Why spiritual and supernatural yearnings, even investigations into the occult, flourished in the era of rationalist philosophy. In The Dark Side of the Enlightenment, John V. Fleming shows how the impulses of the European Enlightenmentagenerally associated with great strides in the liberation of human thought from superstition and traditional religionawere challenged by tenacious religious ideas or channeled into the adarkera pursuits of the esoteric and the occult. His engaging topics include the stubborn survival of the miraculous, the Enlightenment roles of Rosicrucianism and Freemasonry, and the widespread pursuit of magic and alchemy. Though we tend not to associate what was once called alchemy with what we now call chemistry, Fleming shows that the difference is merely one of linguistic modernization. Alchemy was once the chemistry, of Arabic derivation, and its practitioners were among the principal scientists and physicians of their ages. No point is more important for understanding the strange and fascinating figures in this book than the prestige of alchemy among the learned men of the age. Fleming follows some of these complexities and contradictions of the aAge of Lightsa into the biographies of two of its extraordinary offspring. The first is the controversial wizard known as Count Cagliostro, the aEgyptiana freemason, unconventional healer, and alchemist known most infamously for his ambiguous association with the Affair of the Diamond Necklace, which history has viewed as among the possible harbingers of the French Revolution and a major contributing factor in the growing unpopularity of Marie Antoinette. Fleming also reviews the career of Julie de KrA¼dener, the sentimental novelist, Pietist preacher, and political mystic who would later become notorious as a prophet. Impressively researched and wonderfully erudite, this rich narrative history sheds light on some lesser-known mental extravagances and beliefs of the Enlightenment era and brings to life some of the most extraordinary characters ever encountered either in history or fiction.John V. Fleming ... nature of the medieval confraternities to find confraternal feaa tures in the trade guilds of the Renaissance that demonstrate explicitly Christian, even liturgical elements. ... Typically they contain more or less detailed instructions concerning the organization of actual practitioners of the stonemasona#39;s craft.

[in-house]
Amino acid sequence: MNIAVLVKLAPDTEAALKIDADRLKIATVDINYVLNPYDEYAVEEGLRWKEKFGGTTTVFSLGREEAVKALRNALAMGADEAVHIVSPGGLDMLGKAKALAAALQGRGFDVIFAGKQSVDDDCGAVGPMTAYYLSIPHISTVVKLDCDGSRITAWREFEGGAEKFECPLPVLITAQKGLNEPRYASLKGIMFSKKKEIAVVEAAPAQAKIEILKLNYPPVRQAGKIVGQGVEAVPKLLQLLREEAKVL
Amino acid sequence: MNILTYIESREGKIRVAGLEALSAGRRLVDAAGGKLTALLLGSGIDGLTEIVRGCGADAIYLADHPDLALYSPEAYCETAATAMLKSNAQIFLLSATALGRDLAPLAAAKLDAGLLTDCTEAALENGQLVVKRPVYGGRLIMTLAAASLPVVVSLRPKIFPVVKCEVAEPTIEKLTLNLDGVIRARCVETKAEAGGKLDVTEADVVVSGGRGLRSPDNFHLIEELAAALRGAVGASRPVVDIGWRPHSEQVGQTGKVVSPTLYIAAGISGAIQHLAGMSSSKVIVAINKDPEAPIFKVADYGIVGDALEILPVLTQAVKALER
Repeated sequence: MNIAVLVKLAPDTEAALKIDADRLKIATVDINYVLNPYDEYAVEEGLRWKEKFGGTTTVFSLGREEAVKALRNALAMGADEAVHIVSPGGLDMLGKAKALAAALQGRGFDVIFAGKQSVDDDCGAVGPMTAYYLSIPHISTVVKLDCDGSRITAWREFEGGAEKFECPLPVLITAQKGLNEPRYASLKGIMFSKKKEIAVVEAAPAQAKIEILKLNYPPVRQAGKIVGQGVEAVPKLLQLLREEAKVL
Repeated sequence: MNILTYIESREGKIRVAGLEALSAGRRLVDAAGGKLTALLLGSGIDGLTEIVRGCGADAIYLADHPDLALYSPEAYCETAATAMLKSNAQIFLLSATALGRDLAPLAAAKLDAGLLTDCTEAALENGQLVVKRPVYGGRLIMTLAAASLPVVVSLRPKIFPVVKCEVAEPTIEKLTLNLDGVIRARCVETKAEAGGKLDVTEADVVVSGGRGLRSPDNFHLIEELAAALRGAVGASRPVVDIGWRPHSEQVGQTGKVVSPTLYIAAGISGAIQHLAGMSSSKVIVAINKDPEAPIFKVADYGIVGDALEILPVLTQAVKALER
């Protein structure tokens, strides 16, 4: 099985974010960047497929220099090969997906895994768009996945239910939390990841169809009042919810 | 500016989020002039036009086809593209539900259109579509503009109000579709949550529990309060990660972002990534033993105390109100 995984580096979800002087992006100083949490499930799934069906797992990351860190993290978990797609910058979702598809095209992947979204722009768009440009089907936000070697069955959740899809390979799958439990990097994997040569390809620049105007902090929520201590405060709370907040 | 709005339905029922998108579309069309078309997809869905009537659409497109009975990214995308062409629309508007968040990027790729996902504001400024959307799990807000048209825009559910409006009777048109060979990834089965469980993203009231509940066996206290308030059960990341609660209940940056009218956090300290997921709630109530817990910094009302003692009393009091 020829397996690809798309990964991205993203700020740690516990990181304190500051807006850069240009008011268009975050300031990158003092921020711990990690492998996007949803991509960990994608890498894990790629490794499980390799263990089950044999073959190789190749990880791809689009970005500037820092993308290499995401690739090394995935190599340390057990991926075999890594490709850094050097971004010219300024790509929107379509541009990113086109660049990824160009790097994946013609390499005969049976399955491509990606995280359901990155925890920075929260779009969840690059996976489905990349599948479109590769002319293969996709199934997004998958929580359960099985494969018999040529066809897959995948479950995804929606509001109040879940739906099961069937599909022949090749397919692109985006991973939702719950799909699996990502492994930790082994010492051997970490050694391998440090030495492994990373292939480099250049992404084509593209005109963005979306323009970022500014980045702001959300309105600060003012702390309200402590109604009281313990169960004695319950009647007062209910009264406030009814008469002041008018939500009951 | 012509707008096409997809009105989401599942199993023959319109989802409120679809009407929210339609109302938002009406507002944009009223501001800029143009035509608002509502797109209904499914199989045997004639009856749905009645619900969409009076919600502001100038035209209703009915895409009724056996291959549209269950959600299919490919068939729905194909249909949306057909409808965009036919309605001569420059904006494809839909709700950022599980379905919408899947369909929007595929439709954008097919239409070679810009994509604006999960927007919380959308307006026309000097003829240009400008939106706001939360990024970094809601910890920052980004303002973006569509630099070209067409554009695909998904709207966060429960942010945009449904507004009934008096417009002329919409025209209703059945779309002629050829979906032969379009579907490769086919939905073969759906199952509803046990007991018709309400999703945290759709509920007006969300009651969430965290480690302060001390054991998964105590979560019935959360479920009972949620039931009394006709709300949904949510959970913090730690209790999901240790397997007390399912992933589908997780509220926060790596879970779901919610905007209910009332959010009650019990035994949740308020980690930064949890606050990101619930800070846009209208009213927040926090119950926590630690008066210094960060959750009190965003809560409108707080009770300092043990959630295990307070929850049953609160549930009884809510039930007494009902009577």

|Title||:||The Dark Side of the Enlightenment: Wizards, Alchemists, and Spiritual Seekers in the Age of Reason|
|Author||:||John V. Fleming|
|Publisher||:||W. W. Norton & Company - 2013-07-22|